The comprehensive gazetteer and bibliography of the medieval castles, fortifications and palaces of England, Wales, the Islands.
The listings
Other Info
Print Page 
Next Record 
Previous Record 
Back to list 

Bygrave House

In the civil parish of Bygrave.
In the historic county of Hertfordshire.
Modern Authority of Hertfordshire.
1974 county of Hertfordshire.
Medieval County of Hertfordshire.

OS Map Grid Reference: TL26573610
Latitude 52.00891° Longitude -0.15732°

Bygrave House has been described as a probable Fortified Manor House, and also as a Palace but is rejected as such.

There are earthwork remains.


The site of a manor house apparently owned by one of the Bishops of Chester, hence the description "palace". The earthworks consist of an inner and surrounding enclosures defended by ditches along with an innermost square enclosure. The NW angle and much of the N side have been altered by the construction of a modern house and garden. (ONBs destroyed) (Andrews; RCHME).
"There was probably a mansion or manor house at Bygrave at an early date. Possibly it was at the house that Edward I stopped on his way to St Albans in January 1299 and April 1302." (There is no evidence in the manorial history of Bygrave to suggest it ever belonged to a Bishop of Chester) (VCH).
No trace of the palace, and no further information about it and it is not shown on the Enclosure Map (1808). The published site lies beneath the lawns of a modern house.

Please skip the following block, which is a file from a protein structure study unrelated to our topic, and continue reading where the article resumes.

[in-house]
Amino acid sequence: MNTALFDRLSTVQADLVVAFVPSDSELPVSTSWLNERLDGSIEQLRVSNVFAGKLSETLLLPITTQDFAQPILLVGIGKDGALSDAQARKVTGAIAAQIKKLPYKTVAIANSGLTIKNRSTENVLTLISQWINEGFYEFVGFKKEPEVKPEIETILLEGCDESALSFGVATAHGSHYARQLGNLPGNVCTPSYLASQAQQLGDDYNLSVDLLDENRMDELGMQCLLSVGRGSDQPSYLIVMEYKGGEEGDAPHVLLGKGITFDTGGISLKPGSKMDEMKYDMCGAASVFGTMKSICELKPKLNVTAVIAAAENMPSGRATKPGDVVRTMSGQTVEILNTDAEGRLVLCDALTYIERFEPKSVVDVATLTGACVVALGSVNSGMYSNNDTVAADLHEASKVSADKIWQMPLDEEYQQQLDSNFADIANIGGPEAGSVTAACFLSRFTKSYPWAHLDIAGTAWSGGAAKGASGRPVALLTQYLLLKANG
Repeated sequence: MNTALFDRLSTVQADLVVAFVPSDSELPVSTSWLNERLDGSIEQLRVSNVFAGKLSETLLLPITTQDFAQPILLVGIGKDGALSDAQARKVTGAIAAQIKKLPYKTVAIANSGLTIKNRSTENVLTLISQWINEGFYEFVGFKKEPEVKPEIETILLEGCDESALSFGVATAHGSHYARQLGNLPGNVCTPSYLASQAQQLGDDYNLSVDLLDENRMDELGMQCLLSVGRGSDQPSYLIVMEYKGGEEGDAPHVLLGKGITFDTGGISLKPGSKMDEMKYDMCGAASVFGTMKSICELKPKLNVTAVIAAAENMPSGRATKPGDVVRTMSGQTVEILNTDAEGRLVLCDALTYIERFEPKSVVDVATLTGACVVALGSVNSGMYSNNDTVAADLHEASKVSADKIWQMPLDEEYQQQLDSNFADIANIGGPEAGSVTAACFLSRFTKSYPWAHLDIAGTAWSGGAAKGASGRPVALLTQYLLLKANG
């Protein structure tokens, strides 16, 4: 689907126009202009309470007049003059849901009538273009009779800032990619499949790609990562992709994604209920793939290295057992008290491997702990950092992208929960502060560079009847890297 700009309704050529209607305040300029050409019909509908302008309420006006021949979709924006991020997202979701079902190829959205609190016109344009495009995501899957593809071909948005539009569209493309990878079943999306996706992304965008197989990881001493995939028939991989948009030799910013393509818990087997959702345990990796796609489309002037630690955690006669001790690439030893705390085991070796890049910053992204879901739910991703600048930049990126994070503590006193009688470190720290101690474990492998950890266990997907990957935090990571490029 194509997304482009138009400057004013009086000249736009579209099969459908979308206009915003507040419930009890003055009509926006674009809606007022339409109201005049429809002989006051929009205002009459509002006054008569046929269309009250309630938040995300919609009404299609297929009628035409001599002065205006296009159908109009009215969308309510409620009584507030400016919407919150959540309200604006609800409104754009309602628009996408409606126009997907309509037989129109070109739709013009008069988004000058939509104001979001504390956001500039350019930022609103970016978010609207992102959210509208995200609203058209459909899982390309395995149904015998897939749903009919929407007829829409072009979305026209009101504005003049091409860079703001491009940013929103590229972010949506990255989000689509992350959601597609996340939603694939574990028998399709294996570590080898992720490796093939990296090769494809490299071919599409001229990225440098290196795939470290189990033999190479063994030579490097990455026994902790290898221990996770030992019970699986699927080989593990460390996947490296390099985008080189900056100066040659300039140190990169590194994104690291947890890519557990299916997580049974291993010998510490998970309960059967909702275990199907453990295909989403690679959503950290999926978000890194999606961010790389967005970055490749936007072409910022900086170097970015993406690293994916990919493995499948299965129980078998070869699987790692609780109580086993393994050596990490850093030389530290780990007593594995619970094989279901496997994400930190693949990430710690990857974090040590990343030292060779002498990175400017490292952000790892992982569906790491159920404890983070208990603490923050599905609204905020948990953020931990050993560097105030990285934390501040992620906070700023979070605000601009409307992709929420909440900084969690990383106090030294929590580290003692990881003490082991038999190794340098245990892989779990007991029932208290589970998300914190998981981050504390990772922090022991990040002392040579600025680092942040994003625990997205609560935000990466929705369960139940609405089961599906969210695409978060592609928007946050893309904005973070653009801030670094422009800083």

There is considerable doubt that the two broad ditches, now mainly dry, which occur around the palace site are in fact moats. The difference in height on the outer ditch between TL 2663 3611 and TL 2651 3604 is about 5.0m, therefore it cannot have held standing water. In places it is only about 6.0m wide and 0.8m deep; hardly a protection or a defence.
The inner ditch forming two sides of a square which was once an ornamental garden, may well have been associated with the garden. It is circa 8.0m wide and up to 1.8m deep. From the N extremity of the E arm (at TL 2661 3608) the ground slopes down to the church and it is impossible that a wet moat around the 'palace' could have existed (F1 NKB 16-MAR-73).
"Pentagonal ditched enclosure round a square moat immediately south of the parish church... To the west is a triangular ditched area which, with a larger rectangular one to the east, makes the whole complex a 'double square'. John de Thornebury had licence to crenellate two houses at Bygrave in 1386." (Renn). (PastScape)

Pentagonal ditched enclosure round a square moat (Renn). Polygonal outer ditch or moat (perhaps 7 or 8 sides originally) surrounding two surviving sides of what must have been a square enclosure. The latter now has a interior containing a house in different ownership. Inner moat 10-15m across and full of water; outer variable being encroached by ploughing on E where only small ditch 2-3 m across. Some enlargement by owner on SW. Adjoins church and so presumably a manor site (MWT (HCC) site visit. 10.3.1987). (Hertfordshire HER)

A Royal licence to crenellate was granted in 1386 Oct 31 (Click on the date for details of this licence.).


Moated work of considerable size licensed 1386 to Sir John Thornbury, a soldier with long experience as a mercenary in Europe. The licence was for 'two houses within his manor'.